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The Impact of Industrialization on Fashion

garment factory workers

 

What has been The Impact of Industrialization on Fashion today? There is no historical record of the name of the first woman to drape herself alluringly in the skin of an ancient beast, but she seems to have started something. Humans have been adorning themselves with clothing, paint, jewelry, and fabric ever since. She wanted to make a statement.

It is self-evident that until modern times all clothing was made from natural products. The skins of animals, their hair and wool were used.  Plant elements like linen, cotton, and silk have also been available to humans for millennia.

The prehistoric artists pulled their materials into a corner and went to work with their pots of pigment, dye, and paint, printing early art forms. A few quills, a few feathers, and a few shells later, fashion was born. Early garments were typically made from rectangles that were draped and tied, held together with pins, or roughly sewn with needle and sinew.

The Skills needed for making and embellishing materials were several steps ahead of construction techniques. The early technicians learned to spin fiber, then weave or knit it into a fabric. It wasn’t until the 14th century that the use of curved seams finally gave clothing a more fitted look. Buttons and laces which came later provided more sophisticated closures.

Early Fashion:

Clothing and fabric cloth continued to be almost exclusively handmade by individuals for their own use until the Industrial Revolution. In the 1700s, the lower classes made durable fabric clothing out of homespun fibers. They had neither time nor money to waste. Garments were patched, resized, remade and handed down until there was nothing left to use.

The upper classes had access to luxurious imported fabric, intricate adornments and the labor of skilled artisans. Fashions became ostentatious, with hoops, wires and stays for the women and matching three-piece suits for the men.

The fabric corset was part of a woman’s wardrobe during the 1700s, but it was rather practical. It provided back support and gave the breasts a cheeky lift. It didn’t interfere with breathing or comfort of the fabric at that time.

The Industrial Revolution:

The Industrial Revolution changed everything. It ushered in the factory production of textiles and clothing. Machines could produce knitted and woven cloth that was a finer gauge than most women could produce with home methods. The invention of the sewing machine enabled the rapid, high volume manufacturing of fabric clothing.

Improved transportation meant that this clothing could be shipped cheaply and easily. Improved communication allowed women and men to see what the fashionable set was wearing in their own country and abroad. All of these factors made manufactured fabric clothing desirable and widely available at an attractive price.

A number of interesting developments occurred in the world of fashion in the late 1800s. Corsets took on their familiar tightly laced hourglass shape, and mass-produced versions began to arrive in the stores.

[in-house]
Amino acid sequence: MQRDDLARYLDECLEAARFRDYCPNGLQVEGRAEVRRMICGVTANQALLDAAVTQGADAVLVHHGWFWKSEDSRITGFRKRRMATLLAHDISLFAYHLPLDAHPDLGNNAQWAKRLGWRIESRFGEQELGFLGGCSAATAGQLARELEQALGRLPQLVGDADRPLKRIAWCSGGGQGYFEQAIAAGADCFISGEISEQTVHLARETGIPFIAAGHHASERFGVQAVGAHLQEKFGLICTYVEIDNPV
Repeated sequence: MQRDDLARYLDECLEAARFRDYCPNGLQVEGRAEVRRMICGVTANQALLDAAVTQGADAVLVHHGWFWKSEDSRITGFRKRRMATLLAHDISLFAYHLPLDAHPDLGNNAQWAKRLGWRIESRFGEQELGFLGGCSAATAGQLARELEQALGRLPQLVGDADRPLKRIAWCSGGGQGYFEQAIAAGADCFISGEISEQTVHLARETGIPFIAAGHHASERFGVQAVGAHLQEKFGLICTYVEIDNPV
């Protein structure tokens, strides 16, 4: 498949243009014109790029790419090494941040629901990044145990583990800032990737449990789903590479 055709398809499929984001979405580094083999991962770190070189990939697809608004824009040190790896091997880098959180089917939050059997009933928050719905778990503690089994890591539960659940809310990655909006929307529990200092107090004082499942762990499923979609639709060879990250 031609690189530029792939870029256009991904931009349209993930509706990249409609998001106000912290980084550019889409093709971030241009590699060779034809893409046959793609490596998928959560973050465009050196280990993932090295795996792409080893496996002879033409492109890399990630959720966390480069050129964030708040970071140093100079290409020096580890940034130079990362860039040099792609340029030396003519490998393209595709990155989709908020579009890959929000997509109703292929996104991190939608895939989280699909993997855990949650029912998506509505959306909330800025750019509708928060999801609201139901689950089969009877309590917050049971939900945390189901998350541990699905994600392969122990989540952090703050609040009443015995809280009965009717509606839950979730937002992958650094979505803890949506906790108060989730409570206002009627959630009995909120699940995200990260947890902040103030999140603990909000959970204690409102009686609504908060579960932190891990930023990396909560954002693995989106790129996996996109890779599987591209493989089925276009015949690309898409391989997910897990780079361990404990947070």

At the same time, though, women began to be sporty. Their newfound interest in sports did not mesh well with tight fabric undergarments. Lighter and more flexible fabrics were needed.

The Arrival of Haute Couture:

Haute couture made the biggest splash in the fashion pool of the 1800s. Introduced by Charles F. Worth, haute couture was born in Paris. Worth was the first to show a collection on live models, allowing private clients to choose a style and have it custom made to suit their bodies and their tastes.

This sort of handmade, bespoke clothing with unique adornments, custom fabric, and impeccable quality is still the standard of luxury today.

Fashion Today:

As fashion has continued to evolve into the 21st century, discussions of quality and craftsmanship have come to the fore. In the past, almost every woman owned a sewing machine and knew how to use it. They often created beautiful, one-of-a-kind, fabric garments that could last for decades.  The pendulum has now swung to a time when women embrace manufacturing. The general population now prefers to buy inexpensive, disposable clothing that allows them to follow the latest trend.

Recently, we have also seen a return of a timeless style. Women are again beginning to value quality over quantity. Some search for vintage couture in resale shops, some are learning to sew, and some are seeking out skilled tailors and seamstresses for bespoke apparel.

A few pieces, such as an embellished evening wrap, a tailored wool jacket or a perfectly fitted corset, will always have a place in any woman’s wardrobe. Classic garments are worth the investment and custom tailoring comes with high-quality fabrics and skilled construction.

Inexpensively manufactured clothing has its place.  But the firm fabric, soft linings, finished seams and exquisite fit of bespoke garments have undeniable superiority.